A new satellite mobile phone network is due to be launched this year, using the largest and most powerful commercial satellite ever launched.
TerreStar hopes to launch its first satellite, TerreStar-I, in June, to provide an IP-based mobile phone service to users in North America using phones that are no bigger than conventional mobiles.
The satellite will have a gold mesh antenna nearly 60 feet across and use 500 dynamically-configurable spot beams, giving coverage of all of the USA, Alaska, Canada, Puerto Rico and even Hawaii, on the 2.2GHz band.
The phones, a prototype of which was unveiled at the CTIA show in Vegas recently, will have a combination satellite/terrestrial design that enables "seamless" use on either terrestrial networks (WCDMA, GSM) or the TerreStar service when cellular coverage is missing - a common problem in remote parts of America.
The prototype Elektrobit handset is a 2.6-inch touchscreen Windows Mobile 6 PDA with Qwerty keyboard and Wi-Fi. It measures just 120x65x16mm and has a talktime of up to 5 hours with GSM, 3 hours with WCDMA and 1.5 hours with satellite.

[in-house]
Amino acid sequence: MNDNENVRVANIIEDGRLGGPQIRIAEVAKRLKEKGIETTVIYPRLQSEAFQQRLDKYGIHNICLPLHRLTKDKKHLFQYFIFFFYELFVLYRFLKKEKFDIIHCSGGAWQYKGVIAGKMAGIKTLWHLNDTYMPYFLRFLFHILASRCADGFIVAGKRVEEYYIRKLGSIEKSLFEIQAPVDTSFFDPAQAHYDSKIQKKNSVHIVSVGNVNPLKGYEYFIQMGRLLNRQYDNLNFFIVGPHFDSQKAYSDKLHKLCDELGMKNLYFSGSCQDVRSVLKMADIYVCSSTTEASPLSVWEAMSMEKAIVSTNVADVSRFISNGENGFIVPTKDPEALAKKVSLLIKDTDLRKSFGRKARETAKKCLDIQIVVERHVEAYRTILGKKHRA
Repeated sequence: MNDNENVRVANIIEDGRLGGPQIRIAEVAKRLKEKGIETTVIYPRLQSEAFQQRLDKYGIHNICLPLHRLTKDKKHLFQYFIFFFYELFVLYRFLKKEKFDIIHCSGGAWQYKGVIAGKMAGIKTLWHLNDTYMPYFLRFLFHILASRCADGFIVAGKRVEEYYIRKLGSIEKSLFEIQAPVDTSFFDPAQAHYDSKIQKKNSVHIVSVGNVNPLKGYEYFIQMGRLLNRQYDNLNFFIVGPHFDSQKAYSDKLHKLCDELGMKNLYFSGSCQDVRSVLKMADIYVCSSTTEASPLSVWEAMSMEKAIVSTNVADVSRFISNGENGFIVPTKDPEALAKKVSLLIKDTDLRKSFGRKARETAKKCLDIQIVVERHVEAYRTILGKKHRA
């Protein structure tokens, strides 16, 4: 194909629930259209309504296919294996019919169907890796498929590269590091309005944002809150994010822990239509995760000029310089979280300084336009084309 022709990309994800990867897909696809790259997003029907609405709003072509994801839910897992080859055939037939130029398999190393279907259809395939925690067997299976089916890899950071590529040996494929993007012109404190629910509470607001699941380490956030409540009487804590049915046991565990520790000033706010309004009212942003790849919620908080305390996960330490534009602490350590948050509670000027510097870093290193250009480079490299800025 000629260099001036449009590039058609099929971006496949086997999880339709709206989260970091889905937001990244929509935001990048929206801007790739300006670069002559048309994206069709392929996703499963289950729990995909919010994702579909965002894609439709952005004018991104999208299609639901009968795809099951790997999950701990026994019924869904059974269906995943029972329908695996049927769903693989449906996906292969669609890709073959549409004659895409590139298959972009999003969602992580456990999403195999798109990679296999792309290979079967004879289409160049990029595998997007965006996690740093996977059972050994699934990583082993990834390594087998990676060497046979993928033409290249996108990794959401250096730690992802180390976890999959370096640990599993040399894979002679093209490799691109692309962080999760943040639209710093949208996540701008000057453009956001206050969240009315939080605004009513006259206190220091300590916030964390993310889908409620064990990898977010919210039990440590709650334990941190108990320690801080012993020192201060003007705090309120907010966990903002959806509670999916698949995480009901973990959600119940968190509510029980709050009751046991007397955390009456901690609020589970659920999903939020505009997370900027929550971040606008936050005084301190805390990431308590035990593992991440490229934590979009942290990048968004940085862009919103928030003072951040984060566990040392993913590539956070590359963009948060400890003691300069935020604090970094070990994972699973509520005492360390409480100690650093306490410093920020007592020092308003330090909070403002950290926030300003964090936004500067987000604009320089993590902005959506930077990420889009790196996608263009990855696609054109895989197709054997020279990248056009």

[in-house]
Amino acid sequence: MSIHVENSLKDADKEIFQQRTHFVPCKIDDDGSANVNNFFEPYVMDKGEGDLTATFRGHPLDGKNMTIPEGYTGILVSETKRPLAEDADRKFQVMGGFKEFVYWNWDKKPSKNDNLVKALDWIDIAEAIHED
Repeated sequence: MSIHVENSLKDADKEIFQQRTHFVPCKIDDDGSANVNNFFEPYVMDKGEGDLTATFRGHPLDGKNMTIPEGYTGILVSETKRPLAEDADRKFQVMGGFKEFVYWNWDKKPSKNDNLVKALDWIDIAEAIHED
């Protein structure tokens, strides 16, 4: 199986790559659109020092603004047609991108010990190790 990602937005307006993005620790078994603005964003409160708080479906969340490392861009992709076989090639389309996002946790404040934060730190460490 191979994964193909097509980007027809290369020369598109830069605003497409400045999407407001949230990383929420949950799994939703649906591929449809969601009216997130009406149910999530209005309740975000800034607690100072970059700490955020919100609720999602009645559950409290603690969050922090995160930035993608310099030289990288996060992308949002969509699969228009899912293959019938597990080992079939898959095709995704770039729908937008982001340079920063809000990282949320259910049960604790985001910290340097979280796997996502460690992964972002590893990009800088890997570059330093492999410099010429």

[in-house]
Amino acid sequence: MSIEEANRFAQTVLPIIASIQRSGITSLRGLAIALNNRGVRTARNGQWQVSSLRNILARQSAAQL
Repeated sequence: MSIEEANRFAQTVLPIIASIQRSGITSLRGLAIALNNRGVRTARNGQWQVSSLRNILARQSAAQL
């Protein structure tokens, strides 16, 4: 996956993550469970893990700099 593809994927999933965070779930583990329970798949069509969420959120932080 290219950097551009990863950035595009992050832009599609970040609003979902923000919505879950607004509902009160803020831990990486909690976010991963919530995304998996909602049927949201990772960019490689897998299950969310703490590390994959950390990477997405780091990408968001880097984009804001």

TerreStar hopes to keep the handset cost to under $700 (£477) and calling costs below $1 (68p) a minute.
Satellite phone networks have not had the best track record. Both Iridium and GlobalStar went bankrupt at the turn of the millennium, and survive on a rump of hardcore users. An Iridium satellite was also recently knocked out of the sky by a Russian satellite in the first ever recorded crash between spacecraft in orbit.
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